Distributed denial-of-service (DDoS) attacks continue to be a weapon of choice among threat actors seeking to extort money from victims, disrupt operations, conceal data-exfiltration activities, further hacktivist causes, or even to carry out cyberwar.
What was once a threat mostly to ISPs and organizations in the financial services, e-commerce, and gaming industry, has become a problem for businesses of all sizes. A small company is just as likely these days to become a target of a DDoS attack, as a big one — and for pretty much the same reasons.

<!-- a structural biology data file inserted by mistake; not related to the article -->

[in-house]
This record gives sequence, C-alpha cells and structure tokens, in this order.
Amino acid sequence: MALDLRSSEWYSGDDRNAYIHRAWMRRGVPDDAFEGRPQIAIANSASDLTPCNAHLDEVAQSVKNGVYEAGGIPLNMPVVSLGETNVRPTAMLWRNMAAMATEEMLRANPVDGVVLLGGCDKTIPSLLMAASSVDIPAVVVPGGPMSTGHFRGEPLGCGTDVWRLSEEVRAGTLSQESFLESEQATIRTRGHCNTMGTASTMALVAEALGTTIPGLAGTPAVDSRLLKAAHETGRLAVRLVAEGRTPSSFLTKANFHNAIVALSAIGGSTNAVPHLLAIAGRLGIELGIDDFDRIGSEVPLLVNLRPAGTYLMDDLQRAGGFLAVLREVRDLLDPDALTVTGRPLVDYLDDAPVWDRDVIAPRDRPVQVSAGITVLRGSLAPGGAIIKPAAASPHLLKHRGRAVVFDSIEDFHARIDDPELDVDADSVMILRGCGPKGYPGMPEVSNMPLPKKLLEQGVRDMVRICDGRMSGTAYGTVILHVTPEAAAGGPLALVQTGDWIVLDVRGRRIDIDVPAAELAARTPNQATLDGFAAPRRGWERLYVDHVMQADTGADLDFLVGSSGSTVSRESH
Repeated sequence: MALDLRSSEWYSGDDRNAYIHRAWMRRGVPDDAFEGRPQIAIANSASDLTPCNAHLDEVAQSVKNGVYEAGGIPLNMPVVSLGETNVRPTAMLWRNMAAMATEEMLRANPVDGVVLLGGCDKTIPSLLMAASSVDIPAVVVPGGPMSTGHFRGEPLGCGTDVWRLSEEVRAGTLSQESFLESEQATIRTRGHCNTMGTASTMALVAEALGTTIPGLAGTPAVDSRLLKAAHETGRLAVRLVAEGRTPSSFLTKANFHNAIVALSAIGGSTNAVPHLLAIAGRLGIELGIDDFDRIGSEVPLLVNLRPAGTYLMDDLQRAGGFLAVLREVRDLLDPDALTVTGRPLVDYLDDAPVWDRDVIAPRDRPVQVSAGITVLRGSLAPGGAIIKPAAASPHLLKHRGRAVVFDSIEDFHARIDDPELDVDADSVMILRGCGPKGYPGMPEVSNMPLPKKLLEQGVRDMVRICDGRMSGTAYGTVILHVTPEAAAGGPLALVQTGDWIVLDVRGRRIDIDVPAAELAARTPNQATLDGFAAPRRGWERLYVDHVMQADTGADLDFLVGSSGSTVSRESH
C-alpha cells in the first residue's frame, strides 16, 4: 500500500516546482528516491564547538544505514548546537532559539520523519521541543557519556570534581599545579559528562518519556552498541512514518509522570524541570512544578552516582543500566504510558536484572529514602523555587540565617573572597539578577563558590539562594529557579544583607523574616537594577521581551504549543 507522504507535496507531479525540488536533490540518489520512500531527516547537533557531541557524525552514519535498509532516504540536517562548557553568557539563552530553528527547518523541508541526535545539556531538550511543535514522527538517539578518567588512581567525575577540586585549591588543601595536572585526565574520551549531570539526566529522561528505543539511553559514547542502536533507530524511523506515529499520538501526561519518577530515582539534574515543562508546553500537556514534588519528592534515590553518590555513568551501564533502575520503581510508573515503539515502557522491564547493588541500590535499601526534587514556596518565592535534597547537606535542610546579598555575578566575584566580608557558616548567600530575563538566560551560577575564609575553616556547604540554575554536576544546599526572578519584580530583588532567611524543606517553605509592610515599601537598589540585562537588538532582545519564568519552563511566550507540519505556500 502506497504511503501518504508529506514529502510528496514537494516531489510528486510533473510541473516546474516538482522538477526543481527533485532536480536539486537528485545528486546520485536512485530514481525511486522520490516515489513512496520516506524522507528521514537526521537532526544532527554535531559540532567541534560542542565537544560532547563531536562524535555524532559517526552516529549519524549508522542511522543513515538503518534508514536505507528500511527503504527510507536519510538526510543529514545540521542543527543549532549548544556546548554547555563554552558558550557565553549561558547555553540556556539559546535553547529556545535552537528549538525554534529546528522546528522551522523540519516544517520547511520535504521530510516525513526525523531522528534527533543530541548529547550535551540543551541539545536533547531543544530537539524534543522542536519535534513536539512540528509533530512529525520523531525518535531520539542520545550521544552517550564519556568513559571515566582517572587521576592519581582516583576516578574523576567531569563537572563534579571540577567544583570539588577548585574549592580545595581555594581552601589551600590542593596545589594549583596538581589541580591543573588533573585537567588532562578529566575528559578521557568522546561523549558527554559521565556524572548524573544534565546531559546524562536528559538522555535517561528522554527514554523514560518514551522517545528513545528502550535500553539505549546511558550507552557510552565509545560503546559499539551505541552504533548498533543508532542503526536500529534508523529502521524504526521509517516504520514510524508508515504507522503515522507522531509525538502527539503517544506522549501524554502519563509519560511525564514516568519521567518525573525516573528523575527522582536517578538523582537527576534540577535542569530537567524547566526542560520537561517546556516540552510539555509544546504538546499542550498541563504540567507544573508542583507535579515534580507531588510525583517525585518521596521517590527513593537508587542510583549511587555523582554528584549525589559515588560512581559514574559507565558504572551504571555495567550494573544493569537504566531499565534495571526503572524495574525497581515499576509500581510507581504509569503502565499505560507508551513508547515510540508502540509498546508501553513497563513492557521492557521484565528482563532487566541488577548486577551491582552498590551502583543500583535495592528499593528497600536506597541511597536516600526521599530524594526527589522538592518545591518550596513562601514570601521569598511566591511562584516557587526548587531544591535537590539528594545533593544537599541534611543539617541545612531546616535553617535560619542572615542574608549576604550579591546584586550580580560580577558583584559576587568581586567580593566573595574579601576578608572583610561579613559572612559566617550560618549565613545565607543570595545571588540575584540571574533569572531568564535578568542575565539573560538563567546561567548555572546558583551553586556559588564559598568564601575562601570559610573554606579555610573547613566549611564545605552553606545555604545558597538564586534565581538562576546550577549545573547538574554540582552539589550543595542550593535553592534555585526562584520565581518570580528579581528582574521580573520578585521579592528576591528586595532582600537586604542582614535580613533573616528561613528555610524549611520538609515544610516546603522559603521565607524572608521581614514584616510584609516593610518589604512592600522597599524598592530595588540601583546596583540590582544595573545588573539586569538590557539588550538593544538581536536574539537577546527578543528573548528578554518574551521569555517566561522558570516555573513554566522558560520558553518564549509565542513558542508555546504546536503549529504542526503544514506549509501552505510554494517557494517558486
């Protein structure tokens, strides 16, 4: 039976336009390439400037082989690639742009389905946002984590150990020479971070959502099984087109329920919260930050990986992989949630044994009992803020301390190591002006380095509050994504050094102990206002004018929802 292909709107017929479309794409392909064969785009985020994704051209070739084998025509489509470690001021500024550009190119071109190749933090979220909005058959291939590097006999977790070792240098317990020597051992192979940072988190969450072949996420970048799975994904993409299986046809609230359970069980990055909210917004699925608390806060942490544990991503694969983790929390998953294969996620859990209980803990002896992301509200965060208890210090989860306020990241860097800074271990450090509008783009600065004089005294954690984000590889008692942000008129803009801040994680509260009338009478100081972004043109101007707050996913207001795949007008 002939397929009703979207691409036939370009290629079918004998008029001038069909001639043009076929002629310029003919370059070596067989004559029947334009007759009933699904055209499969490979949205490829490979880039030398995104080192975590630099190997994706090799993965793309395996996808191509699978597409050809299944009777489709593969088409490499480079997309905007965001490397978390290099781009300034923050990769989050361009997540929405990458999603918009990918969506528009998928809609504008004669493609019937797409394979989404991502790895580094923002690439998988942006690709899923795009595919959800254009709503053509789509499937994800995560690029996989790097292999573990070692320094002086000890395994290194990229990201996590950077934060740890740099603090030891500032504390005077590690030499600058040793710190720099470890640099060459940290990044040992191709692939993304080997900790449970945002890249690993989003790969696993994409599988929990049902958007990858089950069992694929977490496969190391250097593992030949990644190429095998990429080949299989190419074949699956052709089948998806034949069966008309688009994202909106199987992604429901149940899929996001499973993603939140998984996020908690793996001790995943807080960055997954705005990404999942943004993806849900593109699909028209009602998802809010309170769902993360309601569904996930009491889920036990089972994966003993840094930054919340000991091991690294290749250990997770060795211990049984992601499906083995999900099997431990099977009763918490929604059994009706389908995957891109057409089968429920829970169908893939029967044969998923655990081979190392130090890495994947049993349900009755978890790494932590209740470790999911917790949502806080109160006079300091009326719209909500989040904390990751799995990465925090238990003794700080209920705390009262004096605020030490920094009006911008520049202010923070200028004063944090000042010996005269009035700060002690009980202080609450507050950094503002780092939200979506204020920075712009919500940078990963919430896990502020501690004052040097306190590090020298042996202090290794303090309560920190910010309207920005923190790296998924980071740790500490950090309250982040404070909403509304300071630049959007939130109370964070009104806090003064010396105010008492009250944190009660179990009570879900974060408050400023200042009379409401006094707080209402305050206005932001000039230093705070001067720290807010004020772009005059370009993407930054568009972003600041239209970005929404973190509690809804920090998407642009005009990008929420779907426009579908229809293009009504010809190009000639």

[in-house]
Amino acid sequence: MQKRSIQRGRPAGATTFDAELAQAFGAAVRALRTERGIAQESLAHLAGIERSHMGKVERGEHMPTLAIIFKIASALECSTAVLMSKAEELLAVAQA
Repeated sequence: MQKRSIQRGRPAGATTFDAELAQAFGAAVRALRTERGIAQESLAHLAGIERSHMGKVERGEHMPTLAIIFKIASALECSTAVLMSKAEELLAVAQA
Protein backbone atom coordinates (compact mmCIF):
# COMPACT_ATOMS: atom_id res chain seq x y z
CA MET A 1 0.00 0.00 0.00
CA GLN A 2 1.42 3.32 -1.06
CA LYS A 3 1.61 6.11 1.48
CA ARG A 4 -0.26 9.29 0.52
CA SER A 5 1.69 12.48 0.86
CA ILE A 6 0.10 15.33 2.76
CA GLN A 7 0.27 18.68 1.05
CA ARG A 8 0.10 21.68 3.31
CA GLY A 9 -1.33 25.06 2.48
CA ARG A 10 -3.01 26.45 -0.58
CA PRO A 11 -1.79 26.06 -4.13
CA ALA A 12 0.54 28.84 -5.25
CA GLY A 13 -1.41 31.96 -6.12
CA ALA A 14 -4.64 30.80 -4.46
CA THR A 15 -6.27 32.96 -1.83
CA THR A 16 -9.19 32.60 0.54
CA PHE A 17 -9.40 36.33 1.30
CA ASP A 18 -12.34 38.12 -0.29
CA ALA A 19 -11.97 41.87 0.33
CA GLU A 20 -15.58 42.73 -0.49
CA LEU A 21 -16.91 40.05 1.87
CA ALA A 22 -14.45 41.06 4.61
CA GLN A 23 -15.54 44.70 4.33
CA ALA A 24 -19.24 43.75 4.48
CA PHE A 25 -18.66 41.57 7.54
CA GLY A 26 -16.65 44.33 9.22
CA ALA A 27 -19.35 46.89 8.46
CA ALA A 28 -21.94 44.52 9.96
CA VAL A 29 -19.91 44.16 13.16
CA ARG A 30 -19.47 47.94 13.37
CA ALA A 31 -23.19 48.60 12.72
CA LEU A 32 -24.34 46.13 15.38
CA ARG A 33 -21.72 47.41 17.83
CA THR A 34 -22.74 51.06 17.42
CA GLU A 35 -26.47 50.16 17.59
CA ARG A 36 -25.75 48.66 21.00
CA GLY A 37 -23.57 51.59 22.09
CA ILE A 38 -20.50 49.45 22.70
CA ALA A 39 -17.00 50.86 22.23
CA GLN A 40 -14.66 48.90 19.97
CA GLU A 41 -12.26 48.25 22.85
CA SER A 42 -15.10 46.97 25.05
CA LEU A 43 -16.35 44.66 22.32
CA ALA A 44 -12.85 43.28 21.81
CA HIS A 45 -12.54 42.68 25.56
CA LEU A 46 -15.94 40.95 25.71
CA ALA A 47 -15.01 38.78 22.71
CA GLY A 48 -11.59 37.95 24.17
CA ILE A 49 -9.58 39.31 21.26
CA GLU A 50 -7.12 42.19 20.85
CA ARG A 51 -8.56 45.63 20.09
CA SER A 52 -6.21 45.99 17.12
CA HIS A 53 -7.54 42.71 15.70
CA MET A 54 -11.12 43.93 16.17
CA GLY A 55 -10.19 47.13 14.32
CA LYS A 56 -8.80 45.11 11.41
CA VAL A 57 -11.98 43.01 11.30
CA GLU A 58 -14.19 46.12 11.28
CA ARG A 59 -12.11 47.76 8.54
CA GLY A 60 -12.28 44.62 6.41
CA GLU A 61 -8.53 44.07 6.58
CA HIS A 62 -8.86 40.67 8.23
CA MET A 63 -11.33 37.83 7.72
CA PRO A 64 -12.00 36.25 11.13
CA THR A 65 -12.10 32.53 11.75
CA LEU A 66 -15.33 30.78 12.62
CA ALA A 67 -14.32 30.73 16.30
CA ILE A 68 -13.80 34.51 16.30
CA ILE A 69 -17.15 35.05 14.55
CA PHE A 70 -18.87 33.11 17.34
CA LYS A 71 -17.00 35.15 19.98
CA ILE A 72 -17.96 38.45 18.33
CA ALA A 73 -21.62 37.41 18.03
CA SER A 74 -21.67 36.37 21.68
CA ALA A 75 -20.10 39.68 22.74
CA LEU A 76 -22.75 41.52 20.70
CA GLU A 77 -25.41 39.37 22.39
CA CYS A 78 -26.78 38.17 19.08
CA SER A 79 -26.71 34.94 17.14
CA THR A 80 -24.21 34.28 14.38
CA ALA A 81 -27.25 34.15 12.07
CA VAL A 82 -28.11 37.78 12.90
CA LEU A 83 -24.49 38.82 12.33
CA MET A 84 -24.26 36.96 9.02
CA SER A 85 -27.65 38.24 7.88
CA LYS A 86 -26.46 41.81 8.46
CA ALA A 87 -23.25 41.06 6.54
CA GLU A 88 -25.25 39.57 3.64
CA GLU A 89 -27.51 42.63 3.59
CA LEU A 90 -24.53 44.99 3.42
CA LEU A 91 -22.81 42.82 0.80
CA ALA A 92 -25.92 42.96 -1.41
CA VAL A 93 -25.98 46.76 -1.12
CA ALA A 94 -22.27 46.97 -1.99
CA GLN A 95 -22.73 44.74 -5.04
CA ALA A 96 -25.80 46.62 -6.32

The wide availability of botnet building kits and so-called "stresser," "booter," and other DDoS-for-hire services has made it possible for almost anyone to launch a DDoS attack against targets of their choice. It is no longer just the nation-state actors and APT groups that have access to DDoS infrastructure these days, but common cybercriminals and script kiddies, too.
The implications of these trends are enormous for organizations. Here are some alarming data points: